In a meeting attended by the defence ministers of NATO members to upscale their current operations in Iraq so as to ease the burden faced by the US-led coalition fighting against the militant group IS (the Islamic State)…reports Asian Lite News
The North Atlantic Treaty Organization (NATO) will resume its operations in Iraq, one month after the alliance suspended its mission due to the tension that occurred in the country following the US attack on an Iranian military leader early January.
“Today, ally ministers reaffirmed their support to Iraq and agreed in principle to enhance NATO’s training mission,” NATO Secretary General Jens Stoltenberg said at a press conference on Wednesday after the ministerial meeting in Brussels, media reported.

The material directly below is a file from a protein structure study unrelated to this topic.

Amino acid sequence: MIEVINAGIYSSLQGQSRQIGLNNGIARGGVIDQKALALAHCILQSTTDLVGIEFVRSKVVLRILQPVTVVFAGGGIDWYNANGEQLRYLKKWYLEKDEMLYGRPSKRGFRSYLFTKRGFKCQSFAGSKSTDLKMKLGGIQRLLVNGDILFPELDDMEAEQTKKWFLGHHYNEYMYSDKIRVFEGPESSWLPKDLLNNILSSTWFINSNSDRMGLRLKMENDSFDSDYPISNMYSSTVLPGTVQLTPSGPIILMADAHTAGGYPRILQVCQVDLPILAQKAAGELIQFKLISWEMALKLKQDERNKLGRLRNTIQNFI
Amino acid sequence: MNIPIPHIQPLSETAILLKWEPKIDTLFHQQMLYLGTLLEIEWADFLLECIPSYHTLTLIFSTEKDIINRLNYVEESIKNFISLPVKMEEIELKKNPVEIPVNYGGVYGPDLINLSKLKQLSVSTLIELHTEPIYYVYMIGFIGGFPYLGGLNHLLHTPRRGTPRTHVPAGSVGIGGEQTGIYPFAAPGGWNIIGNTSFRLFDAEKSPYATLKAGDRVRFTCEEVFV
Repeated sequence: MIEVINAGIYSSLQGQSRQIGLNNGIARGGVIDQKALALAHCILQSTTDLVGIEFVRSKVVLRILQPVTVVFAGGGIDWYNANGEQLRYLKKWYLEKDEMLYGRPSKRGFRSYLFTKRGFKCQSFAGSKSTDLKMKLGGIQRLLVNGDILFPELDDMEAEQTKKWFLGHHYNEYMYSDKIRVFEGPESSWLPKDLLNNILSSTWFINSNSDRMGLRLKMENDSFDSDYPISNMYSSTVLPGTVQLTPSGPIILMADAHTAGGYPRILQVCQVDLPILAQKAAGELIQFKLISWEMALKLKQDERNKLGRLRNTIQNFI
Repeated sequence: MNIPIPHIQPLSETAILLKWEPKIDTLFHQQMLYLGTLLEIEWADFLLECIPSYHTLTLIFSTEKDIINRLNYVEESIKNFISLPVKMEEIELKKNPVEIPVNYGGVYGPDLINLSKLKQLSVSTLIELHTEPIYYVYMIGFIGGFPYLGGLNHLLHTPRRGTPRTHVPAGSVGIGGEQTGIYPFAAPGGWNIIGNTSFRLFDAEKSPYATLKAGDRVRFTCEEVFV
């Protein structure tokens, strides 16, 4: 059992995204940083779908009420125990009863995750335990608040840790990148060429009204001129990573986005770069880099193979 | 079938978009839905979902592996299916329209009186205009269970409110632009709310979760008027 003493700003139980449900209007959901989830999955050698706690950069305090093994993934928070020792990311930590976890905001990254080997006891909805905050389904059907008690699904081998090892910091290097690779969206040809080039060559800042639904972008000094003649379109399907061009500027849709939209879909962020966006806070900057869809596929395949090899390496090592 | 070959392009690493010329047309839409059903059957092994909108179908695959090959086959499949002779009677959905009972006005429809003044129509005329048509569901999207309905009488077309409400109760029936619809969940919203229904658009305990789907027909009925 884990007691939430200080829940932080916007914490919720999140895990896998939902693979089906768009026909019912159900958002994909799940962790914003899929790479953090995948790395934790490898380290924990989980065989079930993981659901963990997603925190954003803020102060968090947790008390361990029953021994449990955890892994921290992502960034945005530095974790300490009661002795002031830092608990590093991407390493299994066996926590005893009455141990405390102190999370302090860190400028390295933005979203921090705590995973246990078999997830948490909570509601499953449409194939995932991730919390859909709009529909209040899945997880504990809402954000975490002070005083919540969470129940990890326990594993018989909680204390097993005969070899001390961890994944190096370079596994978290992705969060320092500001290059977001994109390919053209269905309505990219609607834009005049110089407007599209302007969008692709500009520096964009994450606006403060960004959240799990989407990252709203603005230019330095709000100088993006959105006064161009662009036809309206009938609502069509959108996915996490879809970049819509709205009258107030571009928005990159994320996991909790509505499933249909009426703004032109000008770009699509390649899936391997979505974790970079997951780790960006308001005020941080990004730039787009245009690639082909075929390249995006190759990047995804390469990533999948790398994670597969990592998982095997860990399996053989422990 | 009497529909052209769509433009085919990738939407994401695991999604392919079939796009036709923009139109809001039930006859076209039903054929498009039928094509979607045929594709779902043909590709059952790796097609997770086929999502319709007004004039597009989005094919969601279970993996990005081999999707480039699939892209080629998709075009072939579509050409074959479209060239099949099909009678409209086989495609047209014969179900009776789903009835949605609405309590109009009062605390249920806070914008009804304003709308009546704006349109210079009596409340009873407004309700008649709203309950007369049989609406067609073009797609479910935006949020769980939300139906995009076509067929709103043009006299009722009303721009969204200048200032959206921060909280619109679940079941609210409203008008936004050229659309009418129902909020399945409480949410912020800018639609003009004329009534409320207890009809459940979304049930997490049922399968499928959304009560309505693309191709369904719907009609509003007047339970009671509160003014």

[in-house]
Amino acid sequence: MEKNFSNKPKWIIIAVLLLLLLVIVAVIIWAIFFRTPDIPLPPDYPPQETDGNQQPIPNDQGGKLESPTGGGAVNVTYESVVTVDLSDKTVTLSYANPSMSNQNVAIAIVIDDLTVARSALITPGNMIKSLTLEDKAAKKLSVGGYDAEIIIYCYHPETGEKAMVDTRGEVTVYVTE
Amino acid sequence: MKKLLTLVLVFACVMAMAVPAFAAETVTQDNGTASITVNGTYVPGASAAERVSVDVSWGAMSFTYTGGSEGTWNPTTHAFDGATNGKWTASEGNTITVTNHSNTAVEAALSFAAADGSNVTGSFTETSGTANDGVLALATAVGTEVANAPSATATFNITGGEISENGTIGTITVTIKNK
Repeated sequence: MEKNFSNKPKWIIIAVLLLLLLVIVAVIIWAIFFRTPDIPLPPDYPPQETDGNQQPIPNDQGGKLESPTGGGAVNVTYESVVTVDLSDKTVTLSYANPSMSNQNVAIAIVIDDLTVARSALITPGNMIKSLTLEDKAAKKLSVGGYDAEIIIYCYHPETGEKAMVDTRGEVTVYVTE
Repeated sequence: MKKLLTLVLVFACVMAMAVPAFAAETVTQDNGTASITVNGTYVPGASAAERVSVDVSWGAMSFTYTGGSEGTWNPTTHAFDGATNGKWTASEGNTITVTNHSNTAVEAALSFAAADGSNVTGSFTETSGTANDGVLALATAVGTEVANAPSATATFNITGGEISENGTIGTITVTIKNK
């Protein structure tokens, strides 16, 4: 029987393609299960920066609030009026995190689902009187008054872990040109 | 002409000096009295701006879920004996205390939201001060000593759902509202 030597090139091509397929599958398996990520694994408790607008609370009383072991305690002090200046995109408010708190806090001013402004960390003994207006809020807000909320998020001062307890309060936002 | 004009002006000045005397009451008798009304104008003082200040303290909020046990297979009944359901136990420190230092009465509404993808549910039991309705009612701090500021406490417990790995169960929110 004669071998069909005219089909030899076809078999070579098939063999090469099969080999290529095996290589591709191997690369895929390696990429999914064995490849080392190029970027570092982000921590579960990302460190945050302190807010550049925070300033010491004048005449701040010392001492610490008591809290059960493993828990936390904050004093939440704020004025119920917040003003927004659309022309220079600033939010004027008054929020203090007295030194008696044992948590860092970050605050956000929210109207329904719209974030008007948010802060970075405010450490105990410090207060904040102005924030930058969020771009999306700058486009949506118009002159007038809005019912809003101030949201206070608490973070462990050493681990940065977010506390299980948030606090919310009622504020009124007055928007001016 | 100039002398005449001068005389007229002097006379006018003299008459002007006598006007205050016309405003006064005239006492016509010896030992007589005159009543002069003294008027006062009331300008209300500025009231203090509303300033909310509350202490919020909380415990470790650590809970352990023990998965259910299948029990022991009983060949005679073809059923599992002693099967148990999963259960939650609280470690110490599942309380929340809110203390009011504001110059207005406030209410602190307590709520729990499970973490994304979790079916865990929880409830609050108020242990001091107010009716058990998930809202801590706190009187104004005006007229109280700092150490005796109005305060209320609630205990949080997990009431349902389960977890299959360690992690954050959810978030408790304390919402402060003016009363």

It is also agreed at a meeting attended by the defence ministers of NATO members to upscale their current operations in Iraq so as to ease the burden faced by the US-led coalition fighting against the militant group IS (the Islamic State).
“Ministers also agreed to explore what more we can do beyond this first step,” Stoltenberg added, without elaborating on the type or size of operations that could be transferred from the US-led forces to the NATO structure.
NATO is now engaged in a non-combat mission in Iraq, focusing on mentoring and advising Iraqi national defence forces and military education institutions. The several hundred-strong team is led by a Canadian commander.
The mission was halted after a US drone attack that killed Iranian Major General Qasem Soleimani near Baghdad International Airport on January 3 and triggered strong reaction both from Iraq and from Iran. NATO members then pulled out the majority of their personnel from Iraq out of security concern.